As I sat by the river that day, I felt a bit guilty. Was I right to be here simply because I could? How does our increasing human presence in places like this change them? For me to be allowed this intrusion into this place means that anyone and everyone should have the same opportunity. Despite the fact that modern travel and disposable income allow some to go almost anywhere, should we? These questions frame so much of the ecotourism and adventure travel debate.
Books share stories that are lessons for the future or bring a place or a moment to life for many who will never be able to experience them in person. The written word does this with depth and meaning like no other medium. Just like the river did for me that day, books remind us that there are more questions than answers and that there is always more to be learned or a different way to see things. This is a good thing.
As I write this, I see a news story online that a grizzly bear attacked a hiker just a few days ago in Denali on the alpine trail near where I was. The bear will be killed—as if it is the intruder—to give tourists and a headline-driven culture some false comfort.
I find it curious that the bear, for whatever reason, knew to attack and then walk away, leaving the human able to recover. I crave an essay by one of the many nature-philosopher writers I admire exploring animal instinct, knowing when to stop, and lessons we can learn from animals. I’m now reading Carl Safina’s Beyond Words: What Animals Think and Feel. I think about the peoples who inhabited these places for eons and their respect for animals, and about how lives coexist within a place.
I’m fortunate to work with a group of colleagues who share my passion for books as armchair exploration—in every sense of the phrase—and as a vital tool for advancing knowledge and promoting debate. Understanding our relationship to place is critical in our increasingly homogeneous world. Time and again, books are the travel that takes us there.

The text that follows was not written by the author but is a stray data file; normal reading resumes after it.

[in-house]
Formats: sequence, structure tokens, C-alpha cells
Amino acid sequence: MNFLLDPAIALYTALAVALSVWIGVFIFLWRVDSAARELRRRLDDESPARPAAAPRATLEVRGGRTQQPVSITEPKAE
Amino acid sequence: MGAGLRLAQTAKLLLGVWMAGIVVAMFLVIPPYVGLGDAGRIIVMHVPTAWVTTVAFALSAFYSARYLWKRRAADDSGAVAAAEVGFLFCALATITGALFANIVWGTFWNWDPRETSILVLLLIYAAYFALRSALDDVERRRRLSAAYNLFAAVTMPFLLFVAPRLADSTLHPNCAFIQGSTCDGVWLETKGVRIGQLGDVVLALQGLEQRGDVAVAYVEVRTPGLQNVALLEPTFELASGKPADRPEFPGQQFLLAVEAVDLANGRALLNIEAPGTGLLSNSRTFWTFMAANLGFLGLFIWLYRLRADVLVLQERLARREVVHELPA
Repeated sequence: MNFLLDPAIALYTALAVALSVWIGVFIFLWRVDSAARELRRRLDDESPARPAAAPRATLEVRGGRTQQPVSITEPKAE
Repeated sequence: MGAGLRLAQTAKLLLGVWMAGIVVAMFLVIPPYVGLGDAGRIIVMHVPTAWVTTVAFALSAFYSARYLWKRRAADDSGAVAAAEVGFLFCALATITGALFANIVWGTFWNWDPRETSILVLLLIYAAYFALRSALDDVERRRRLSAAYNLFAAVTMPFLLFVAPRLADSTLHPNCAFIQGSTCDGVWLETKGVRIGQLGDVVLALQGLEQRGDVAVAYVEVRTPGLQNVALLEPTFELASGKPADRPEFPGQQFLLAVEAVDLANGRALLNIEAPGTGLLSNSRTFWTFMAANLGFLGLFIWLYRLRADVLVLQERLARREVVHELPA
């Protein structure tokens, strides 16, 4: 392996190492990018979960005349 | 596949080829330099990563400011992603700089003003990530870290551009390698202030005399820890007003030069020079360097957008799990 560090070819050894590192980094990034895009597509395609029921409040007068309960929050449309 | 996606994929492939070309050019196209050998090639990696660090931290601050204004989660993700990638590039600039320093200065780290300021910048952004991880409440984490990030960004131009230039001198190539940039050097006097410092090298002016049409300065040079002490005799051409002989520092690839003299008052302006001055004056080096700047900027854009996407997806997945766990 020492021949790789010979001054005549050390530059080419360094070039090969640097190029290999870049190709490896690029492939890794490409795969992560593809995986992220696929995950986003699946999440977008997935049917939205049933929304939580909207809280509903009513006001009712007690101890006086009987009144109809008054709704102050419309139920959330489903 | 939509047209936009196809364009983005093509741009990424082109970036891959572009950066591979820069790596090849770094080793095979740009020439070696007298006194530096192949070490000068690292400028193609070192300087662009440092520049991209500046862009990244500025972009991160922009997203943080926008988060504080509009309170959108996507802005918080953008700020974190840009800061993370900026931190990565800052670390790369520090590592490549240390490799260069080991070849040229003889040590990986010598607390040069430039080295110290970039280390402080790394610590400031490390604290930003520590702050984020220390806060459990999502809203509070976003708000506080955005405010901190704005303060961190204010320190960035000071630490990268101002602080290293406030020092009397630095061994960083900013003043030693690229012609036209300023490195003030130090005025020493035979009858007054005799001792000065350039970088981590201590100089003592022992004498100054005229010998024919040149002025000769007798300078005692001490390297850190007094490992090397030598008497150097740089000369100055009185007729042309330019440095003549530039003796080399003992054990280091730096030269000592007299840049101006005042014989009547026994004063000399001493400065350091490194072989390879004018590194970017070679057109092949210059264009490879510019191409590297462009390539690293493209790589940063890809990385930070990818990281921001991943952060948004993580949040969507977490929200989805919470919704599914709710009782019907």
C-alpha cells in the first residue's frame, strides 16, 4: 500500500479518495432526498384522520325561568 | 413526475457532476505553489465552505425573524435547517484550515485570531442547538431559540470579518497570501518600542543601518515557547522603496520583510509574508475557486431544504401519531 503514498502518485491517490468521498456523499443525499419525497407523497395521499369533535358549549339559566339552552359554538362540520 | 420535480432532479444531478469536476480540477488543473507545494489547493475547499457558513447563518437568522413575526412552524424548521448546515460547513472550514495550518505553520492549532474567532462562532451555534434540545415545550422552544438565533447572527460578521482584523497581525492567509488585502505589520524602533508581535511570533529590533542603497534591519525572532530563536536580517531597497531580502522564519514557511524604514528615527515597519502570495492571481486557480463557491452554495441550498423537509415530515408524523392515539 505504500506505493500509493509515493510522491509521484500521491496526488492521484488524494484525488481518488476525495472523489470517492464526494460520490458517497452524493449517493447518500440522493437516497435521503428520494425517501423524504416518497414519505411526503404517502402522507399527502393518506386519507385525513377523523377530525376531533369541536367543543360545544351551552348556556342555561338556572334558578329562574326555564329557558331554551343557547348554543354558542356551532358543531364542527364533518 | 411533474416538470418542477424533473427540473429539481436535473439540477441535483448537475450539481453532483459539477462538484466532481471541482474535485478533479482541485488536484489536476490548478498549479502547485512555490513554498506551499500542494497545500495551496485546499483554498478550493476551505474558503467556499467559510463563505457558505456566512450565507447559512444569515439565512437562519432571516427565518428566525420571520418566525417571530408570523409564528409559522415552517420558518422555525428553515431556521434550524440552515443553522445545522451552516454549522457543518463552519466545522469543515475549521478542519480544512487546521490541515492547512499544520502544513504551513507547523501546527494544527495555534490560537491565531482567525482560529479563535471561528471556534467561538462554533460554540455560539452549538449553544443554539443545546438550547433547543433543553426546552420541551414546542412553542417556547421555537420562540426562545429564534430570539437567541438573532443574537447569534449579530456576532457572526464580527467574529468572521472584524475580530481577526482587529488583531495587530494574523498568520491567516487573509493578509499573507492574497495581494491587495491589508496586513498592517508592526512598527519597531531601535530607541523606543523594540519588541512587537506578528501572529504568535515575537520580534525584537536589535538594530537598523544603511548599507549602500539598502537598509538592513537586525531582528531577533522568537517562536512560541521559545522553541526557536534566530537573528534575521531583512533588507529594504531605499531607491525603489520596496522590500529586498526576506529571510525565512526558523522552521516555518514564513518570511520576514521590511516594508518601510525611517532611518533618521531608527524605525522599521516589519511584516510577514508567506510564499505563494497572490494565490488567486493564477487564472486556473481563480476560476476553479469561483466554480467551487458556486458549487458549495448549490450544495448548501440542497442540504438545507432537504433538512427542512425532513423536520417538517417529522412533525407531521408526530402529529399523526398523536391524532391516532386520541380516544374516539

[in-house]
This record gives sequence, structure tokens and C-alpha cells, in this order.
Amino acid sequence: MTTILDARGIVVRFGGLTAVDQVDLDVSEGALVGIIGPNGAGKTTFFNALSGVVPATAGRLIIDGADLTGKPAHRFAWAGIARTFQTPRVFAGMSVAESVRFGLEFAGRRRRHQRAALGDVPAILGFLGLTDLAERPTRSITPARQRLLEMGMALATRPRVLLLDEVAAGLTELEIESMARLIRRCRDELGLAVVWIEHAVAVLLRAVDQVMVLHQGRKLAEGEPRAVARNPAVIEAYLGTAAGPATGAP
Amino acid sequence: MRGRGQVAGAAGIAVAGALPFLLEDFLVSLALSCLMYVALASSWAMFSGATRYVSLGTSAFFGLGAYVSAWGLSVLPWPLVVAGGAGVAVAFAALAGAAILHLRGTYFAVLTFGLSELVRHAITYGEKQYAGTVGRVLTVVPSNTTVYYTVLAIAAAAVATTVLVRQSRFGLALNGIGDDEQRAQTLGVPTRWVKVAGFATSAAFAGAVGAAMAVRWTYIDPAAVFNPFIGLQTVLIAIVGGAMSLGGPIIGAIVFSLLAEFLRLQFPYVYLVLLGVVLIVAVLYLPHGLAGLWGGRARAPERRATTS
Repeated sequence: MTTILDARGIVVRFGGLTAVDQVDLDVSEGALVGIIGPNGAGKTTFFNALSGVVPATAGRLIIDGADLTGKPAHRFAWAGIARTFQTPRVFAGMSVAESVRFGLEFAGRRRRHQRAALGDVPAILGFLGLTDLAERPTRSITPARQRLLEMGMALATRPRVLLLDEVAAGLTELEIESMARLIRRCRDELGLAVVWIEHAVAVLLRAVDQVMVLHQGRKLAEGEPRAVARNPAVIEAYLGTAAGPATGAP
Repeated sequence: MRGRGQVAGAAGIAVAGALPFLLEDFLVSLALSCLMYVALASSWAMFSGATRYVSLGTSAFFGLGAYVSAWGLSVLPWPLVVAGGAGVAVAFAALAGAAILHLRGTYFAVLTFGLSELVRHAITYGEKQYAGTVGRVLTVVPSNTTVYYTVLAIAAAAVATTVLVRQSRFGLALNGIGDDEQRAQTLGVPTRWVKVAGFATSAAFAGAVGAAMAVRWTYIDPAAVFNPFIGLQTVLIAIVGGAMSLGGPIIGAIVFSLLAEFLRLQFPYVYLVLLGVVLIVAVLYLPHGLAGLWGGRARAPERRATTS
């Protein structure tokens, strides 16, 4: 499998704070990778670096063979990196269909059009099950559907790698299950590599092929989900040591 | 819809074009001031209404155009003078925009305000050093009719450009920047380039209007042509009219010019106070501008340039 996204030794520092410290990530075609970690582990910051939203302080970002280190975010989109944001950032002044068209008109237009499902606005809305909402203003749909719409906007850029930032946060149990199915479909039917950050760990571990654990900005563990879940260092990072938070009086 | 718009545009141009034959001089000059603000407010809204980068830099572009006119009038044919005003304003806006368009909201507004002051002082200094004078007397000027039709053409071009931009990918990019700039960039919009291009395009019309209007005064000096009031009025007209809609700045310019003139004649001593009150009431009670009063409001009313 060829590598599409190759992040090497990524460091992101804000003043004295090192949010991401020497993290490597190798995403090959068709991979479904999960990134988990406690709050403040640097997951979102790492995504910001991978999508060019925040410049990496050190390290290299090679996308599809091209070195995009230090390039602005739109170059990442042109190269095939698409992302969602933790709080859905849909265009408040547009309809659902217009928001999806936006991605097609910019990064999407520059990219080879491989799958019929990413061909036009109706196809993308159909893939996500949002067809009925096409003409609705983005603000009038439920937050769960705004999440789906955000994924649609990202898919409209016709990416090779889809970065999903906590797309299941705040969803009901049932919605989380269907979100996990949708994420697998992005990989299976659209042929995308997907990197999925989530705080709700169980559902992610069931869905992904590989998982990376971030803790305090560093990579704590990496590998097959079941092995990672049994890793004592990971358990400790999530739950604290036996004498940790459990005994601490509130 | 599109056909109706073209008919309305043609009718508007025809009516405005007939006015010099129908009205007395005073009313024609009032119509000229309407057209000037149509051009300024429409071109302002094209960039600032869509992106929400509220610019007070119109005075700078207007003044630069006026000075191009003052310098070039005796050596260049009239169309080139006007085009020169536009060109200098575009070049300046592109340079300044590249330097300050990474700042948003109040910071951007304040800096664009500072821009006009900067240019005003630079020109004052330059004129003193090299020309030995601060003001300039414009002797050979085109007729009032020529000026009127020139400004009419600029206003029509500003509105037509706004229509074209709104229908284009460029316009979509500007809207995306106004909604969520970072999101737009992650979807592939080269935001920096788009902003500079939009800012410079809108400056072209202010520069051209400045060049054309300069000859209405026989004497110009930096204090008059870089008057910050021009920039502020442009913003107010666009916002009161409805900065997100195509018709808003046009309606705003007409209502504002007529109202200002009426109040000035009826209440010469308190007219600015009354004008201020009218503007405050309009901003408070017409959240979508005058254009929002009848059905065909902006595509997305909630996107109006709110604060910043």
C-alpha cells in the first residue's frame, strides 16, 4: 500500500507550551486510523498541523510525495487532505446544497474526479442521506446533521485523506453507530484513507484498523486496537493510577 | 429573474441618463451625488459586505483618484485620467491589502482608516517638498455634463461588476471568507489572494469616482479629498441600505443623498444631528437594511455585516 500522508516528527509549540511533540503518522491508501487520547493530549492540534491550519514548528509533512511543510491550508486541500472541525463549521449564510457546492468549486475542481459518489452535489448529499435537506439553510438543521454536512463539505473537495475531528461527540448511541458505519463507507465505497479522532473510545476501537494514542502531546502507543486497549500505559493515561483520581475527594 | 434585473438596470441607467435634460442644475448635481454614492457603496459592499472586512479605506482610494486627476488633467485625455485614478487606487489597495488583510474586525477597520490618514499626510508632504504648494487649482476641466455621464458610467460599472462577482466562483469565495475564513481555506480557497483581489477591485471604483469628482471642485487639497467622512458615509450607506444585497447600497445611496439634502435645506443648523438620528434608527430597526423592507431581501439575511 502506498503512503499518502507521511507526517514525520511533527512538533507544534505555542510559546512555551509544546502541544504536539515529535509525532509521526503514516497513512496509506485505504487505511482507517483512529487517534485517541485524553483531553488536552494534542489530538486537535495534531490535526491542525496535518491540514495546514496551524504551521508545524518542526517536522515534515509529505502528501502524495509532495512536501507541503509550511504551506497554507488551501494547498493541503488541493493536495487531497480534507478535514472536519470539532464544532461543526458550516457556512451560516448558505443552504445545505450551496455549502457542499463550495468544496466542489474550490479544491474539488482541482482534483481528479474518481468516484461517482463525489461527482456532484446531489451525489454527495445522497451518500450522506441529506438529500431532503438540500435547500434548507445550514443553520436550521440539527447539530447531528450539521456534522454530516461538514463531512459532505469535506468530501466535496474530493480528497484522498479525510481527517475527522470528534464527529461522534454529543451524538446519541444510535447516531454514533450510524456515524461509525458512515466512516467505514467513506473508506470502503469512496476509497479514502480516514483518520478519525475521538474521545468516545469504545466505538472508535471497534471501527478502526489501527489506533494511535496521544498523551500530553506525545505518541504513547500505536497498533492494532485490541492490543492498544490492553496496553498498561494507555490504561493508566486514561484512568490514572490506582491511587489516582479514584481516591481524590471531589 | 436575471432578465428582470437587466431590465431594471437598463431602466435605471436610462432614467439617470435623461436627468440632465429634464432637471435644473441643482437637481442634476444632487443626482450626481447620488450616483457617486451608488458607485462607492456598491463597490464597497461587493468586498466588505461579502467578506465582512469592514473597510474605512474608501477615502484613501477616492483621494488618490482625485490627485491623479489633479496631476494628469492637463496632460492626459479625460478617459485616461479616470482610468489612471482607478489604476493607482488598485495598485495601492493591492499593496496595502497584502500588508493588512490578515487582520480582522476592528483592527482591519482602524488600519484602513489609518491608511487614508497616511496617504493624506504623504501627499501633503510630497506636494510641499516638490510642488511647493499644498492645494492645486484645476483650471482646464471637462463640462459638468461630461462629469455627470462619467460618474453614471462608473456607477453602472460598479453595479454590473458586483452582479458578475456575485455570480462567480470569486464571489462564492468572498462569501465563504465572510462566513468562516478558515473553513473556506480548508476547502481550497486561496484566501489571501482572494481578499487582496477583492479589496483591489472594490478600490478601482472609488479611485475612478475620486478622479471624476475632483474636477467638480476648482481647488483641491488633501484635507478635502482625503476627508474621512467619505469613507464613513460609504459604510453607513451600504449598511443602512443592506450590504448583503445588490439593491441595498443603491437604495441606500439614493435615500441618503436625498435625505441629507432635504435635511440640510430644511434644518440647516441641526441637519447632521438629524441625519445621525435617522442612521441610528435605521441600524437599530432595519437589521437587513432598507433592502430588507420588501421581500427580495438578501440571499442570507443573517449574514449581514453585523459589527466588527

I’m with Gregg Popovich. If I could choose to eat dinner with anyone it would be Timmy. That’s what Coach Popovich said in an interview, going on to describe Tim Duncan, as quoted by the San Antonio Current, as “the most real, consistent, true person I’ve ever met in my life.”
I confess, when I moved to San Antonio fourteen years ago, I didn’t know who the Spurs were. That changed so fast, and so wholeheartedly, that I almost experienced whiplash. Wow. I fell in love with basketball, but I fell in love with basketball because I fell in love with the Spurs. My conversion to utter Spurs devotion was so passionate that it was contagious. My husband—not previously a sports fan—caught it too.
And we loved Tim Duncan the best. Watching the games, we’d sit there chanting, “Give it to Timmy, give it to Timmy!” Whenever there was discussion in our house about who should cook or who should wash dishes, our familiar mantra was quoted: “Give it to Timmy!”